This is an archived article.

April 16, 2002

Spirit of globalization renewed at international competition

As the tragic events of Sept. 11 and the deadly crisis in the Middle East continue to put globalization to the test, students from three states and 12 countries are gathering this week to compete during the fourth annual Global Business Challenge at the University of Washington Business School.


The international business case competition runs through Saturday. Undergraduate students from Turkey as well as Botswana, China, the Czech Republic, Germany, Italy, Jamaica, New Zealand, Russia, Singapore, South Korea and Thailand, will be joining students from Seattle University and Florida International University, the University of Texas at Austin and the University of Washington to compete.


How the terrorist attacks are affecting international business continues to be questioned by academics, world leaders and many of the competition’s students.


The event, in part, strengthens one argument for globalization by bringing business students together to learn about each other’s countries and business systems, said Debra Glassman, assistant faculty director for the Global Business Center.


“Since Sept. 11 we realize now more than ever that it’s important for us to understand the world around us and also for others to understand Americans and the United States,” Glassman said. “In that sense we build the event’s activities around allowing these students to get a face-to-face understanding of each other, something that they may not otherwise have the chance to do.”


Miro Mendl, an international affairs business major at the University of Economics in Prague, said the terrorist attacks on America still weigh heavily on the minds of Czechs.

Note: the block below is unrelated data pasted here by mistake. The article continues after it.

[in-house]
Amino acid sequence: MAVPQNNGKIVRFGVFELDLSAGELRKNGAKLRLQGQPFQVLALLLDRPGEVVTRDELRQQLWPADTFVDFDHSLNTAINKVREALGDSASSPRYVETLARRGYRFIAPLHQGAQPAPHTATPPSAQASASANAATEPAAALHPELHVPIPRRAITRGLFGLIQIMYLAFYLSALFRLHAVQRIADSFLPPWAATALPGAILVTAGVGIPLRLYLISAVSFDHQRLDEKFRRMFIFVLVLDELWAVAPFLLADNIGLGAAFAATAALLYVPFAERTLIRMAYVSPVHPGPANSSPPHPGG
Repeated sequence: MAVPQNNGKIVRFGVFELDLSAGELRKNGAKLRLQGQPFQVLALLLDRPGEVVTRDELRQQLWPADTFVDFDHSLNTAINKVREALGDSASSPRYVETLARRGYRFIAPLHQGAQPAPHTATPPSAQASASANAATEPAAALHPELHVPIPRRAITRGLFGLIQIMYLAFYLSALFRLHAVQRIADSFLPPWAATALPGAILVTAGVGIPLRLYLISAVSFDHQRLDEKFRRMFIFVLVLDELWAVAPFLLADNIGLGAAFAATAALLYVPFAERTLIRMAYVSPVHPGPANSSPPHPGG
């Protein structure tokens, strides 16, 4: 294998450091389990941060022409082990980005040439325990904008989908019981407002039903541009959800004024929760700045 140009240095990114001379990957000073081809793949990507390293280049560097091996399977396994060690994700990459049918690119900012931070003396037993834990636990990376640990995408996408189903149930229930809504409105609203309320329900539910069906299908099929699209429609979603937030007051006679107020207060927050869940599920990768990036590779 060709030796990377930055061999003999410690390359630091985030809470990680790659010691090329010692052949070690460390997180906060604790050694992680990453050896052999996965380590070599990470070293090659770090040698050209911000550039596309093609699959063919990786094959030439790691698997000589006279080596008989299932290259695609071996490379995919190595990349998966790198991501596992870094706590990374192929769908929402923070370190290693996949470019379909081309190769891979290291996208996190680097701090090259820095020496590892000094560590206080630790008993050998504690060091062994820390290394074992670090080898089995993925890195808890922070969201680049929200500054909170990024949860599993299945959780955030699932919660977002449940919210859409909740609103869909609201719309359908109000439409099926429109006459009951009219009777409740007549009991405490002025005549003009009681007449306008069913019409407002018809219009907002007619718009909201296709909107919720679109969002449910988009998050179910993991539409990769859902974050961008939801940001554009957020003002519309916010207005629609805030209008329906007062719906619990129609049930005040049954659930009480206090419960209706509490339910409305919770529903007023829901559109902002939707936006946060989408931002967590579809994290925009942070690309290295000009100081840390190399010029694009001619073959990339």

“I think Americans have learned that even military groups from a poor country like Afghanistan can come to the U.S. and do a horrible thing,” Mendl said. “All of us need to get the advantage on globalization and not allow the terrorists to misuse free trade.”


Osman Albora, a double major in business administration and accounting at Koc University in Istanbul, Turkey, said such international competitions help lay the foundation for better future relations between countries.


“In the end it all comes down to being able to negotiate in business, politics, economics and even sports,” Abora said. “If we can carry feedback to our country maybe we can help understand each other.”


Because of the wide-range of representation from varying countries, student co-chair Alana Garrigues anticipates the competition will likely bring up thoughts and emotions spurred on by world affairs including the current Middle East crisis.


“Beliefs about the recent global business climate will certainly be different,” Garrigues said. “However, this will be a week of fun, celebration and friendship, and we anticipate providing a platform to share values regardless of the world picture.”


While similar case competitions are held elsewhere, the UW Business School’s competition is the only such event in the U.S. in which the case is internationally focused and the competitors are international, Glassman said.